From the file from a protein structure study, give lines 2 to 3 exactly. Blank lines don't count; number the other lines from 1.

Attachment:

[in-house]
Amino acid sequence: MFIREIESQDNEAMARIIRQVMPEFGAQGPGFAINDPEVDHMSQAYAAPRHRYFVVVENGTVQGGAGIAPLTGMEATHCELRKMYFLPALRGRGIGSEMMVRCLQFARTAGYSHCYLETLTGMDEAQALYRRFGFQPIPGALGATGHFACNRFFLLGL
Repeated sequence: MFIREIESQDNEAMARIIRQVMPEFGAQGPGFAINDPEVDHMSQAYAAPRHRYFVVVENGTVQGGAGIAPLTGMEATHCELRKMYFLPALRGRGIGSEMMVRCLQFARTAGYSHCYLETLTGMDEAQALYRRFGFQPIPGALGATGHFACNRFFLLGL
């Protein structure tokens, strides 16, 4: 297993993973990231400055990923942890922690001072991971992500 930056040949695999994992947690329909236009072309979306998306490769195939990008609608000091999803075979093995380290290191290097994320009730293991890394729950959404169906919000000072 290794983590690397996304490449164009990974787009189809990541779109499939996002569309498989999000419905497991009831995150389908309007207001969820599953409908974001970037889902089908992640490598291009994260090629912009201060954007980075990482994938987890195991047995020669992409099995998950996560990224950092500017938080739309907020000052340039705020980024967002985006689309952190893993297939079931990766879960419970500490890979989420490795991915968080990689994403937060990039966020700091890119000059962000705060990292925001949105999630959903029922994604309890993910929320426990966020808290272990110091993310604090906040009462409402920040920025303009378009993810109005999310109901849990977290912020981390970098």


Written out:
Amino acid sequence: MFIREIESQDNEAMARIIRQVMPEFGAQGPGFAINDPEVDHMSQAYAAPRHRYFVVVENGTVQGGAGIAPLTGMEATHCELRKMYFLPALRGRGIGSEMMVRCLQFARTAGYSHCYLETLTGMDEAQALYRRFGFQPIPGALGATGHFACNRFFLLGL
Repeated sequence: MFIREIESQDNEAMARIIRQVMPEFGAQGPGFAINDPEVDHMSQAYAAPRHRYFVVVENGTVQGGAGIAPLTGMEATHCELRKMYFLPALRGRGIGSEMMVRCLQFARTAGYSHCYLETLTGMDEAQALYRRFGFQPIPGALGATGHFACNRFFLLGL